Therapy= Time and patience
My granddaughter is three years old and is nonverbal. She was tested and we were told that she was on the spectrum and that she needed speech and occupational therapy. They are teaching her sign language and I am trying to do it as well. Just very frustrated as I am sure she is too. I wonder what else can we do to help her?
That seems kinda hard. Facilitated communication works for older kids but not if you can't spell yet. Hope that sign language gets real easy for you both. Fun stuff always made me real happy to work. Wasn't like therapy it was more like fun and it got my brain going.You could use pictures for different things. Different pictures like food, feelings, thoughts, wants, needs. She can point to what she really wants. She can bring these pictures with her wherever she goes. Hope that can help you both. Don't lose hope things will get easier.
Mom, here. Brady has done so many different types of therapies over the years. I'm not sure if I can remember them all. Maybe one day I'll do a blog post on our therapy adventure. But, I'll highlight the ones that had the most impact on Brady's development.
He has done the "main" 3 therapies almost his entire life: Occupational, Physical and Speech. Finding the right therapist is the key. If your child doesn't "click" with his therapist, it can be detrimental to your child and your wallet. Autism is EXPENSIVE and insurance companies don't like to fork over their funds, so a lot of therapies are paid for out of pocket!
I'm not sure if learning sign language would be considered therapy, but it is extremely helpful for the entire family to learn. Even if it's just nouns: juice, water, hot dog, pancakes, Mac and cheese, manding (requesting): toileting needs, swim, swing, all done, more. Brady still uses sign language to communicate. It gets straight to the point; no guessing. This can be done with flashcards, but we did hire a couple of people over the early years to teach all of us. (Thanks, Grace!)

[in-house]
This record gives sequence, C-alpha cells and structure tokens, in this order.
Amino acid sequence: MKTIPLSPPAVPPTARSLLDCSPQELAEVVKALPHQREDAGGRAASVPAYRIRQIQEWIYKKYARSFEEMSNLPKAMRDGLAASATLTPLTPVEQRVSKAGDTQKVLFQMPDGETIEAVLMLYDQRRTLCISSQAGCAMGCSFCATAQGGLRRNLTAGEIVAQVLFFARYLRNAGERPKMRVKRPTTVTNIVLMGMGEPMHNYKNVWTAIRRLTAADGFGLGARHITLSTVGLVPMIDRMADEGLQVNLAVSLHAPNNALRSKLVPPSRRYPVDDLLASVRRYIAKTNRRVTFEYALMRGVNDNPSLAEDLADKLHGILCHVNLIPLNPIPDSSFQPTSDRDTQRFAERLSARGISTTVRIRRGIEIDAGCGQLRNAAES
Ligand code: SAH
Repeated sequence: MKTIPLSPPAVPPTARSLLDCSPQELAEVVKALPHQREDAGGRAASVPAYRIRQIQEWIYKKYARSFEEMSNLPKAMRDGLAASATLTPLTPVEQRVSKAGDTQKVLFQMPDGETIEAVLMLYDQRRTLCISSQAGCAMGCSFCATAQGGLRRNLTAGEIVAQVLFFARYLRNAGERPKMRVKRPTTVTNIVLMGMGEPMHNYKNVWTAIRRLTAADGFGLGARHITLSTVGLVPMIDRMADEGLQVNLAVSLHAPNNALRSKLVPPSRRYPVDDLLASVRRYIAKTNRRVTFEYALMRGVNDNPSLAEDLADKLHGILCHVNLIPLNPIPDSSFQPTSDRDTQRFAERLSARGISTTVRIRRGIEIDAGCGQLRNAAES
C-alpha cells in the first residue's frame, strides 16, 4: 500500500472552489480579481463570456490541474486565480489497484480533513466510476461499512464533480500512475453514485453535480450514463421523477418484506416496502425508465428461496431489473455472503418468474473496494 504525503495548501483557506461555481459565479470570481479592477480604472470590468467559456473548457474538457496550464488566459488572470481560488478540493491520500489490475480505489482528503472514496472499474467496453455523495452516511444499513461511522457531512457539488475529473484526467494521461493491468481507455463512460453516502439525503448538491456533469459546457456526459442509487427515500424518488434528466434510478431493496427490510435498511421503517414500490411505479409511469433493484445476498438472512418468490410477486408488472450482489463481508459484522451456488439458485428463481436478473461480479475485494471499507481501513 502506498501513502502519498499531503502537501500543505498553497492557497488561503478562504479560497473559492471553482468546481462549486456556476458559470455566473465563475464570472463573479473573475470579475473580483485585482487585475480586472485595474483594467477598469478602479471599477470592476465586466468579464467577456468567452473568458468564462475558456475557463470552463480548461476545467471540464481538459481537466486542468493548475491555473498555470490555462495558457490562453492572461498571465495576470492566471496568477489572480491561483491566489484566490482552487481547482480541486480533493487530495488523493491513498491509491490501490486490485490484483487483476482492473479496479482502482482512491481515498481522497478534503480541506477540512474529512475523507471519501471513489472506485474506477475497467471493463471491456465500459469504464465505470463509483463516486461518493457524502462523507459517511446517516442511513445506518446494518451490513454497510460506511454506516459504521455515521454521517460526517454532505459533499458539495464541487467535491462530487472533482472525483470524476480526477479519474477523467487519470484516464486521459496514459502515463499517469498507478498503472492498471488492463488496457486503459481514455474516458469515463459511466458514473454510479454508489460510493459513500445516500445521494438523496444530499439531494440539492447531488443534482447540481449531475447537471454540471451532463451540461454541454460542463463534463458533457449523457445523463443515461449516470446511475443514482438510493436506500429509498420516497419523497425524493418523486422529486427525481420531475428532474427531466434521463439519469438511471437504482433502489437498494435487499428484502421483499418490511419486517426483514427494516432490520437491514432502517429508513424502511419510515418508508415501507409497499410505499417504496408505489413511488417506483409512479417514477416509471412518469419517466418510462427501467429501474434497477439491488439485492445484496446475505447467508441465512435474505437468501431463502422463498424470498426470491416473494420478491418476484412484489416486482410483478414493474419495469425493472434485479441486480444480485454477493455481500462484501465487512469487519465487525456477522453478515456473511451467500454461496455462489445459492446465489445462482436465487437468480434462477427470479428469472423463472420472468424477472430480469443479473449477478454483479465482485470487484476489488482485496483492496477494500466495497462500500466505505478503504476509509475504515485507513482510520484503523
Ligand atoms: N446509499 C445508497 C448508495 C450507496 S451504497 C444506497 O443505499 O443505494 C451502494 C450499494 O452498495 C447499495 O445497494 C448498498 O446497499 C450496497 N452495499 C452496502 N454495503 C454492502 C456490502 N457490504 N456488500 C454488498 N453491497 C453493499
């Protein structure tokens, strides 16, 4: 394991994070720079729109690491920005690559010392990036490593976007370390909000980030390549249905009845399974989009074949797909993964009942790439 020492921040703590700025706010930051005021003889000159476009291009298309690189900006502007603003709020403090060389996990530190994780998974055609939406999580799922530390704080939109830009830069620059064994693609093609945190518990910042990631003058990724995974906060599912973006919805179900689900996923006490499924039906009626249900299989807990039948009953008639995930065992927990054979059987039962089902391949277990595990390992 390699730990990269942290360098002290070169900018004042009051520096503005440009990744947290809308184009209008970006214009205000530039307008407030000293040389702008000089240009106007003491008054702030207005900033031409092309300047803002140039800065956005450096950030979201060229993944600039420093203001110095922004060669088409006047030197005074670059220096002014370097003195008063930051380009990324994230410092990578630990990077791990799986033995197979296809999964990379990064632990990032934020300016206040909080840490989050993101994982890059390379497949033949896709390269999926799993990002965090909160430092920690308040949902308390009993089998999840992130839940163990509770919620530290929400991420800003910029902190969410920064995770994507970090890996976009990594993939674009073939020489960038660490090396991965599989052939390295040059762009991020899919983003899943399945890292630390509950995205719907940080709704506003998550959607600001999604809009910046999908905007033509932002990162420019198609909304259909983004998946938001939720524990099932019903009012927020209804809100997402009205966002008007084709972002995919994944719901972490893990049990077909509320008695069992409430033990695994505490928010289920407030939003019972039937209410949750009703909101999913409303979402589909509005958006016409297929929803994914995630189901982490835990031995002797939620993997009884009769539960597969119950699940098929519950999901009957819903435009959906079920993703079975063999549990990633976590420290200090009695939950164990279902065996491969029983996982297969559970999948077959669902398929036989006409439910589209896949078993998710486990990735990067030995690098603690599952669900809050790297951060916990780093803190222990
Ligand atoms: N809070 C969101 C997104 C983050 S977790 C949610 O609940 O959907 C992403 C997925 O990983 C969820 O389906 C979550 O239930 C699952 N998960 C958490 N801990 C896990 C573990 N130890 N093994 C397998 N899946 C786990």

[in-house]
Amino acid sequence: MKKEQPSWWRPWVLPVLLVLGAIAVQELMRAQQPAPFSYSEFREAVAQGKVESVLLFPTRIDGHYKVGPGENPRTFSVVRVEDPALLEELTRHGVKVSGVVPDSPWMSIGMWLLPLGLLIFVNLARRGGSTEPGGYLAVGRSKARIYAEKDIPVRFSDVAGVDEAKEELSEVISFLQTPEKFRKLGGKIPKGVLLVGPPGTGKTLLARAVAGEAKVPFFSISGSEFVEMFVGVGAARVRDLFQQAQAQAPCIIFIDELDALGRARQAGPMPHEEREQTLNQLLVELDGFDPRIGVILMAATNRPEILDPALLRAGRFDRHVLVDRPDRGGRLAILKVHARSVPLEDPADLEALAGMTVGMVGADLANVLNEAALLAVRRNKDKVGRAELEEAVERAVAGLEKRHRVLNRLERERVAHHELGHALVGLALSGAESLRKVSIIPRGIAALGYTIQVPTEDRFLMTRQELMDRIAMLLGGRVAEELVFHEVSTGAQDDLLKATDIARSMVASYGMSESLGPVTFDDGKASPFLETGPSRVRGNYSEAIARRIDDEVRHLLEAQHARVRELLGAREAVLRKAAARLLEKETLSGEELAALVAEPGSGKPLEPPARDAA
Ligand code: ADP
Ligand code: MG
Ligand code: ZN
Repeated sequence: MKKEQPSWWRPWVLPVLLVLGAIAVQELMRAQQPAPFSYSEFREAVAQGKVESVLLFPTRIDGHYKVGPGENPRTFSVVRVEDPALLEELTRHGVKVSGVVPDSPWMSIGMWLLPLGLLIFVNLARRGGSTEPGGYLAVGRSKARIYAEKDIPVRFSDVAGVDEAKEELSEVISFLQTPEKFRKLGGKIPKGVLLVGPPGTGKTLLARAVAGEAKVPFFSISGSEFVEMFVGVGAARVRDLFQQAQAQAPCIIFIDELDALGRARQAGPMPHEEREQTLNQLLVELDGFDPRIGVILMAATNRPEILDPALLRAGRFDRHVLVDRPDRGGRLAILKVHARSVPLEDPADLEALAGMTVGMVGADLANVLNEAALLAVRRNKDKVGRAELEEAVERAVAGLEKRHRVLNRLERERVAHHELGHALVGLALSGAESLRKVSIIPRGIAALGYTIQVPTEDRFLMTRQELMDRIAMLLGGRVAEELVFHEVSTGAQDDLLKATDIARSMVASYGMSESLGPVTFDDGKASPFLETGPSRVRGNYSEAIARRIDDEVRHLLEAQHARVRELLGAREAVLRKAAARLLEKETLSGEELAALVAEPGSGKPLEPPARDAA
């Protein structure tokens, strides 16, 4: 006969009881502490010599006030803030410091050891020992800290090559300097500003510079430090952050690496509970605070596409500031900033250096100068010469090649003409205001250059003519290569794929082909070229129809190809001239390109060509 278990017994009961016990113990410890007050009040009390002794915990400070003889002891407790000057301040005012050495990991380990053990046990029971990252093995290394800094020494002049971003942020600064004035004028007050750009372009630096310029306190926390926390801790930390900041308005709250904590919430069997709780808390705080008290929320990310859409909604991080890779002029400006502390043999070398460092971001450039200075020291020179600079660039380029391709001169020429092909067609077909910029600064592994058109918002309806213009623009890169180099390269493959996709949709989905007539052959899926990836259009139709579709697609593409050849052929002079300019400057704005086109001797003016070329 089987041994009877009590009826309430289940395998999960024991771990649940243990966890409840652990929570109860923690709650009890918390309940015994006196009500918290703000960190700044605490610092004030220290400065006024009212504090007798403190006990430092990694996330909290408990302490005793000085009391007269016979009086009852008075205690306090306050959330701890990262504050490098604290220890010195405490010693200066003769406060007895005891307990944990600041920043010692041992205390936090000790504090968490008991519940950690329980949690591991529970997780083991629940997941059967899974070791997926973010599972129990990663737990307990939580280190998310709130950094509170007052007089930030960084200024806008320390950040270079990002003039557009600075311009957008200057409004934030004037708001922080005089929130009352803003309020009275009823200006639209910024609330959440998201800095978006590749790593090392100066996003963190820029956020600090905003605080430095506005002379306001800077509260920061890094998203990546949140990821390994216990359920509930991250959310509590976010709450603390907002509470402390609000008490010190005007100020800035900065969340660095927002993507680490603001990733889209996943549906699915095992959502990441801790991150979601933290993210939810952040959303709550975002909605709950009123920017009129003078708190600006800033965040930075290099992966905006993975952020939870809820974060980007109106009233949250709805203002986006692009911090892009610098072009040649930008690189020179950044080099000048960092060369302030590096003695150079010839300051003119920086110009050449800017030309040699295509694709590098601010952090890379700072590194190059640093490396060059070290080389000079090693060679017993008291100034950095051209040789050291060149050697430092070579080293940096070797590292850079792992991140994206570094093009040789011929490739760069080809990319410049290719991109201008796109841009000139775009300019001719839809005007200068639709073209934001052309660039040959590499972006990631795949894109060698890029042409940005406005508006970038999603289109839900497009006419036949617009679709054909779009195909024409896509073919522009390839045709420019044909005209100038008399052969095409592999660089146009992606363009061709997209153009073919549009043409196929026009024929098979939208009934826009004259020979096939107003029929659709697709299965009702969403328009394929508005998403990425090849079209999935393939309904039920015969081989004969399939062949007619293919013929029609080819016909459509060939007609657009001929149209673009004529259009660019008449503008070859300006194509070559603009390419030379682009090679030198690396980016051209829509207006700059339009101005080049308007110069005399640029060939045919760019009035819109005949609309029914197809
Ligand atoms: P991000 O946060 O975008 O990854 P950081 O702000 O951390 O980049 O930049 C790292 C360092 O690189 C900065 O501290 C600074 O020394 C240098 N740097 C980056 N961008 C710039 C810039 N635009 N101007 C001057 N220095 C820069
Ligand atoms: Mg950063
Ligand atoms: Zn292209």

From age 3-13 we did ABA (Applied Behavioral Analysis) therapy. Our first ABA therapist was amazing (Thanks, Amy!). She used errorless learning, positive reinforcement, rote memorization and other tools to teach Brady his foundational knowledge. We spent numerous hours with Amy and our team: 20-30 hours week! 40 hours a week is recommended! Yikes, this got really expensive, but in hindsight, so worth it. Then our last ABA therapist was also amazing (Thanks, Courtney!). She was his 1-on-1 teacher for 2-3 years. She taught Brady the more complex aspects of education: reading, math, science... I believe these 2 ladies had laid the foundations that set Brady up to be so successful with Facilitated Communication!
Another thing that has had a great impact for Brady is keyboarding. It was very evident early on that handwriting was not a realistic form of communication for him. His fine motor skills and dexterity in his hands and fingers are poor. It led to many tantrums and tears. As early as the 1st grade, I insisted that Brady learn to type on a computer. We used to type lists of words in categories, which led Brady to use augmented communication technology: Dynovox and Proloquo2Go. He used these programs in school on an iPad. These, in turn, set him up beautifully to be so successful with Facilitated Communication!
There is so much more, but these were the most effective for Brady. I hope this helps!
Faith keeps us open to all possibilites in our foolish life.
Good fools believe in faith for God.
God mends all things that are broken.
This is my chance to help the fractured friends I have.
Lift them up and forgive their cracked flaws.